if you have crooked teeth, though, whitestrips won't be as effective because they won't get in the nooks and crannies. i'm not a fan of the whitening gels and anything else you paint on because saliva immediately waters it down and it becomes less effective. so, if you have crooked teeth, have a whitening tray fabricated (think flimsy retainer) at the dentist. this will be most effective for you. it will be more money up front, but because the bleach they give you is stronger (versus otc products), you will achieve the same result faster. the whitening tray will last forever, and you buy more bleach at the dental office when you run out.
most times, bleaching every day for a week straight will let you reach your desired result. after that, if you use the right homecare like we discussed earlier (refer to numbers 1-5 above), then you can touch up once a week, once a month, or once a season! it's great!
the last option is to do in-office bleaching. this should always be the last resort. you'll see dental offices advertising the ZOOM whitening system with the 'magic' light. it's expensive, time consuming, and there is no guarantee. this is great if you are going to prom tomorrow night, or getting married next week, or if nothing else has worked for you.
if you decide, however, to bleach at home, make sure you alert your hygienist. that way, she can monitor the health of your dentition better than you can. plus, you can ask her any questions that may come up.
if you still want to drink coffee and have white teeth, drink it through a straw. it's weird but get over it.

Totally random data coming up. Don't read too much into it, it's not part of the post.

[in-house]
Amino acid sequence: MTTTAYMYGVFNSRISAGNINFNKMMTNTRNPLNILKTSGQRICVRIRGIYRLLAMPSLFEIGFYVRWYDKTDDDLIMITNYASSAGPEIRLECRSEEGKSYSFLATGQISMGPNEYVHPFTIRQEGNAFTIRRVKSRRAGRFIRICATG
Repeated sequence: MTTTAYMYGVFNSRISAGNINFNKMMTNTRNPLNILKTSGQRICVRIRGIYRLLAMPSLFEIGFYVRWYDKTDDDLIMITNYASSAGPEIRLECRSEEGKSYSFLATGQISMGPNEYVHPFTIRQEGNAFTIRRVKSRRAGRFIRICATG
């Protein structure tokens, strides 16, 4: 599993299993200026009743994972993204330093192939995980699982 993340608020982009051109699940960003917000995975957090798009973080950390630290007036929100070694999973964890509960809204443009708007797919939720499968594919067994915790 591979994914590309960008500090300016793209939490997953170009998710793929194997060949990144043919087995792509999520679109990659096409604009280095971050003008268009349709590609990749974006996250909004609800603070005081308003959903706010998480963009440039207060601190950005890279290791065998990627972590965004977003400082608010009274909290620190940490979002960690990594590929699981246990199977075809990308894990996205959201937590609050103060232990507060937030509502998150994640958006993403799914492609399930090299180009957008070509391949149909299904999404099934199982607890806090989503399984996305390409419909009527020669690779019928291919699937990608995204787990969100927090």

sidenote: there are whitening kiosks and shops in the malls now. this is a fad that will hopefully not last much longer due to the legality of it. but a word of warning: do not go to them. the employees manning those stands may have scrubs or white lab coats on, but that does not give them any credit or mean they are licensed. they are not dental professionals, know nothing about teeth, and could potentially harm you.
and lastly, i always get asked if bleaching is safe. the following is a summary of the latest research:
"People should be aware of the common side effects such as tooth sensitivity and irritation to the gums and note that long-term data on the use of such [whitening] products are not yet available."
this quote, to properly site it, was taken from a site called The Cochrane Collaboration. fyi: it's the best site for unbiased medical information.
i hope this helps. if you've got questions, feel free to ask! i'm mostly blogging about this stuff because i'm tired of getting out of breath explaining it to my patients. now i can say "just go to my blog." ok, seriously, i don't give my blog out to my patients.... that's really creepy to think about.
(If you are still reading this, then you are a hygienist or just plain kool.)
. . .